The animal welfare charity recently welcomed Màiri McAllan MSP to the Clackmannanshire facility, which opened in 2007 and cares for 10,000 wild animals every year.
Kirsteen Campbell, Scottish SPCA chief executive, said, “We were delighted to welcome Ms McAllan to our National Wildlife Rescue Centre.
"The climate emergency is already having an impact on animals in Scotland with the colder winters and warmer summers affecting mating and birthing seasons.
"We know this will become a bigger issue in the years to come.”She added: “Scotland needs to create and maintain eco-diversity to preserve and stop the decline of species, such as the white tailed and golden eagles.
“We are also looking forward to progressing further protections for wild animals through contributing to the wildlife enforcement taskforce and doing more to protect wild animals from harm.
"We have great expertise in the Society and work on an almost daily basis with Police Scotland, the National Wildlife Crime Unit and other key stakeholders to tackle crimes against wildlife. The Society is dedicated to stopping these abhorrent crimes and we eagerly anticipate the findings of the group.
“We were thrilled to be able to inform Ms McAllan of our environmental ambitions and it was fantastic to hear how of her passion for sustaining ecosystems across Scotland.”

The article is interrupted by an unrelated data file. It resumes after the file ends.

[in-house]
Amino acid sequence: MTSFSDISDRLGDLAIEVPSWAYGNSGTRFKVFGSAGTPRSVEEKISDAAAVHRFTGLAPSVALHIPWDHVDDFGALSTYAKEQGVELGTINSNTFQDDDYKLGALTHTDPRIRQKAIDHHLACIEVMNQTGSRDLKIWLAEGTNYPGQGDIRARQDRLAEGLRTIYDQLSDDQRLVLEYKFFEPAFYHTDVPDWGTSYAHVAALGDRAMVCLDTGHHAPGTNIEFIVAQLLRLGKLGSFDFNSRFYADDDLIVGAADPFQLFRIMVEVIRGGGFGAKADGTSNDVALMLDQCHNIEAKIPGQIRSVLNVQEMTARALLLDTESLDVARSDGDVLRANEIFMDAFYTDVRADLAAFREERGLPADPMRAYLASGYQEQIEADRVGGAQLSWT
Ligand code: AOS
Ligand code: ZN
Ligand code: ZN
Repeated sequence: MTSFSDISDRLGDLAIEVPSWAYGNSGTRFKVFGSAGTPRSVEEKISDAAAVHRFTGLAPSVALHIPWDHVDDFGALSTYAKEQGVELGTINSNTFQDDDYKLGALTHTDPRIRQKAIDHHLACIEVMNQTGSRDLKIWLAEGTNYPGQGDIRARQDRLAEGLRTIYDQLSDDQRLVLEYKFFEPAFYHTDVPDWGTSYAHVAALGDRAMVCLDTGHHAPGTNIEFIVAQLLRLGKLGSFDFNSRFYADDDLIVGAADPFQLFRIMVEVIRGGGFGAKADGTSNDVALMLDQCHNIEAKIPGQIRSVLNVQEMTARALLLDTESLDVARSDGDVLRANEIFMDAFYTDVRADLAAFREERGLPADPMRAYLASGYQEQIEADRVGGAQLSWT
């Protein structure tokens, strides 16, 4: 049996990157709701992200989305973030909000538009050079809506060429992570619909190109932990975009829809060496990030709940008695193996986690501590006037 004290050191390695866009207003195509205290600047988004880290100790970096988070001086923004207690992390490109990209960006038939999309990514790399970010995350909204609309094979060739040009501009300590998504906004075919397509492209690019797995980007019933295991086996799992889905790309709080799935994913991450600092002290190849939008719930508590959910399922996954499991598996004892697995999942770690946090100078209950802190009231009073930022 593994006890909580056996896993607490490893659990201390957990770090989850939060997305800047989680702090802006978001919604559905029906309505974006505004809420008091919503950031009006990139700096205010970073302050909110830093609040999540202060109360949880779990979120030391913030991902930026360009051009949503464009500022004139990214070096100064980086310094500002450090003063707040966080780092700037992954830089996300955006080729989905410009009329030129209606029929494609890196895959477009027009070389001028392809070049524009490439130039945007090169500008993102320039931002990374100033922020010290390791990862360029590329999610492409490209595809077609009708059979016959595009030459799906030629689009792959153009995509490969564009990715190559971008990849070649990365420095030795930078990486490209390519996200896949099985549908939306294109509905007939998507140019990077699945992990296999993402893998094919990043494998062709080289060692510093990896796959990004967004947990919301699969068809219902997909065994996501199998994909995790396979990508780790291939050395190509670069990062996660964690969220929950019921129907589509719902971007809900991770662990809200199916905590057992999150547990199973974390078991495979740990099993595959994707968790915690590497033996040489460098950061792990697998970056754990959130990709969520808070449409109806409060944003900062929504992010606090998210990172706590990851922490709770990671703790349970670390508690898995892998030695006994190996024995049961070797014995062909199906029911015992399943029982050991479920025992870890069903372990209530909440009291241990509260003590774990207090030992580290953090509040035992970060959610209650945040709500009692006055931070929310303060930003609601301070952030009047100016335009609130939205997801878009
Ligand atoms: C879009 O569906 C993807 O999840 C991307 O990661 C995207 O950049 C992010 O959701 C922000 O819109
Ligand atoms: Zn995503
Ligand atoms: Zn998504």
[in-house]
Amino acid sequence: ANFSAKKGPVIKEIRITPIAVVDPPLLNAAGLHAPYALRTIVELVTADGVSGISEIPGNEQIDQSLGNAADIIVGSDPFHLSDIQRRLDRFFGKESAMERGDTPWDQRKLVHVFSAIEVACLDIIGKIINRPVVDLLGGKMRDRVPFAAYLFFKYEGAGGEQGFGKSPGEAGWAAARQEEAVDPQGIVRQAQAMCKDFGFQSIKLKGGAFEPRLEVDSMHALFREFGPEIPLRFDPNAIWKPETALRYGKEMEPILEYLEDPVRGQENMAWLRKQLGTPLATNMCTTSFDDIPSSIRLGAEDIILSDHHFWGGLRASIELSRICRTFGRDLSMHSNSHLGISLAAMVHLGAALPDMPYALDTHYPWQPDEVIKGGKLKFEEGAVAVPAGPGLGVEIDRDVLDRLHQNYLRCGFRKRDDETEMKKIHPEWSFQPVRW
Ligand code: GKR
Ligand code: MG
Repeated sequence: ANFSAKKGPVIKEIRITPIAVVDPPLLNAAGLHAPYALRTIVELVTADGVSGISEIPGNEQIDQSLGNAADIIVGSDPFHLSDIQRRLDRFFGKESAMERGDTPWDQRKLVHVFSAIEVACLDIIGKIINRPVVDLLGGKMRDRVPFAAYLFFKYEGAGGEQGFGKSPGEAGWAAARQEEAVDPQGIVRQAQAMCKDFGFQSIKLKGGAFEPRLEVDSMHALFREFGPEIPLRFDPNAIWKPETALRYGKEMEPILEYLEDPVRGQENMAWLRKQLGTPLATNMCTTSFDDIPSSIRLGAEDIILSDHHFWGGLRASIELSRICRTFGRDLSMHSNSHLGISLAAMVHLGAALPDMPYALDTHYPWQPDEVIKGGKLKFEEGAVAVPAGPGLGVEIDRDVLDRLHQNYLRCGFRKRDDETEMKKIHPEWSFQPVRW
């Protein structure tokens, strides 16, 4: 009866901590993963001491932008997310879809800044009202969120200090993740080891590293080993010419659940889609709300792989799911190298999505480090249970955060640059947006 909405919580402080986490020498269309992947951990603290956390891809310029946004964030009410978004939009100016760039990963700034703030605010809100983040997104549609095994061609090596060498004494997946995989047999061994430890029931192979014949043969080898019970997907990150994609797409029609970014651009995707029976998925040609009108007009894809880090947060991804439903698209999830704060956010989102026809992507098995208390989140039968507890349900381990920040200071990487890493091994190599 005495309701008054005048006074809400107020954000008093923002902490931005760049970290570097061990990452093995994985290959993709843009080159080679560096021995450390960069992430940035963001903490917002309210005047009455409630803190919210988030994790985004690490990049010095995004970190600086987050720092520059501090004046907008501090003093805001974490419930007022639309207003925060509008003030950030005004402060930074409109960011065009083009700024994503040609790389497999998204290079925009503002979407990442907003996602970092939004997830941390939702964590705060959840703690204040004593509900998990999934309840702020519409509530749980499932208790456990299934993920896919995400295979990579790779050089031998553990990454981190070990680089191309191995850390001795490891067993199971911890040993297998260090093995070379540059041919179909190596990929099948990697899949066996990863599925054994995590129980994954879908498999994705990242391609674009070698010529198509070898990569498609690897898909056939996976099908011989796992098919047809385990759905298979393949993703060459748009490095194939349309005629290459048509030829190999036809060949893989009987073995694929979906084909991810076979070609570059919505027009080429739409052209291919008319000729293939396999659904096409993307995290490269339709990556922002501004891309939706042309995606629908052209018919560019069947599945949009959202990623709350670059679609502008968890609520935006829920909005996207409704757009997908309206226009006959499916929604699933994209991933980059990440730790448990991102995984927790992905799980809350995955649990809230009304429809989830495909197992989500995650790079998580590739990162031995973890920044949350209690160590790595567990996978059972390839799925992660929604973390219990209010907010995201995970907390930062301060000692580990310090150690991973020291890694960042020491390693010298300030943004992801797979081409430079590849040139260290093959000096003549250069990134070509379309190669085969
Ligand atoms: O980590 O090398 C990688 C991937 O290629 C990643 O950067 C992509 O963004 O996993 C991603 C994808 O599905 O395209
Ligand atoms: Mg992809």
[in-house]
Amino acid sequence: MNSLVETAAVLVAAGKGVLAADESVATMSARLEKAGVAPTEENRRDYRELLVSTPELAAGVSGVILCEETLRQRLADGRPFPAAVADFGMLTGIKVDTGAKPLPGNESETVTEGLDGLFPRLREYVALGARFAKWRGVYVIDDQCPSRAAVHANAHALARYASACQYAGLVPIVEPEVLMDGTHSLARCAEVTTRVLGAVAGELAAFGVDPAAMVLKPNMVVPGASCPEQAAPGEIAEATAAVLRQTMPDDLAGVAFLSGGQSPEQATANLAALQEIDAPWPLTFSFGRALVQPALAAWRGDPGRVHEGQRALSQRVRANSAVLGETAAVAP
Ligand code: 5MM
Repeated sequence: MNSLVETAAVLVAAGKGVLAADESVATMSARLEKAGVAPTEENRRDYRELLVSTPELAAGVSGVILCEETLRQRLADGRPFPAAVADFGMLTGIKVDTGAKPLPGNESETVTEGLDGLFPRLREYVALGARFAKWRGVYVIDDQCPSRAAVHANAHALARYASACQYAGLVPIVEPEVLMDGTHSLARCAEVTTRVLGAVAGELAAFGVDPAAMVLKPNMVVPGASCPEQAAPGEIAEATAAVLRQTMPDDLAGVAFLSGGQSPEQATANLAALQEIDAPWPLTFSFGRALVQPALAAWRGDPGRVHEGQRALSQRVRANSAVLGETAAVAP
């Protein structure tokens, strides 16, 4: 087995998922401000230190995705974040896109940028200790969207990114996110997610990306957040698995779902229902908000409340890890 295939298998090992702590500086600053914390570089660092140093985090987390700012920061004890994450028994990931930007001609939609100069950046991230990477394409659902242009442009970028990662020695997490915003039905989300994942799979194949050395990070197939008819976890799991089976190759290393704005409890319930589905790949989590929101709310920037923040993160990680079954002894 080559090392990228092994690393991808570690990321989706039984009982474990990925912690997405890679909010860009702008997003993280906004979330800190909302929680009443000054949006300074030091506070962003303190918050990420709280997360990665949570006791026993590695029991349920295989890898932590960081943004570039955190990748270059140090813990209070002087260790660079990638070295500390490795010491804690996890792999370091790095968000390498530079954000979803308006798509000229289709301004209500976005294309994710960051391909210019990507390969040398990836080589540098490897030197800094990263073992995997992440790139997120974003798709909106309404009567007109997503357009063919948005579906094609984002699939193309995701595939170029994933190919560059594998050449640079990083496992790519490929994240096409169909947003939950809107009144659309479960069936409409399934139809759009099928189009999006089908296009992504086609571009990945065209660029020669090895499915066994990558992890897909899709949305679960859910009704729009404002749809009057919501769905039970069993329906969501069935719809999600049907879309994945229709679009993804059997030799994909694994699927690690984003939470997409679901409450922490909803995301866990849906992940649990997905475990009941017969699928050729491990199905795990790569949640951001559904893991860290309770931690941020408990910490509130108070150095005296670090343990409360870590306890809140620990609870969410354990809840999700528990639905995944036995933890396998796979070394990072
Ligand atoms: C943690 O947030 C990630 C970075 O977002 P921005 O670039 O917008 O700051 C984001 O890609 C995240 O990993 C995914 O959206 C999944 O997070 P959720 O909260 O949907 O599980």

In 2020, the Society welcomed the introduction of the Animals and Wildlife (Penalties, Protections and Powers) (Scotland) Act 2020 which outlined changes including increased maximum penalties for the most serious animal welfare offences to five years’ imprisonment and/or an unlimited fine.
Ms McAllan said: “Scotland’s wildlife is so precious and the dedicated Scottish SPCA staff do an exceptional job in rescuing and rehabilitating animals that get into difficulty. I’d like to take this opportunity to thank them for that.
"The Scottish Government is committed to protecting Scotland’s wild species and to tackling crime against wildlife. And we’re taking decisive action to do just that. The Animals and Wildlife Act, which became law last year, has increased penalties for serious crimes of animal cruelty but also provided innovative new powers that will allow animal welfare enforcement agencies, like the Scottish SPCA, to quickly rehome animals in their care.”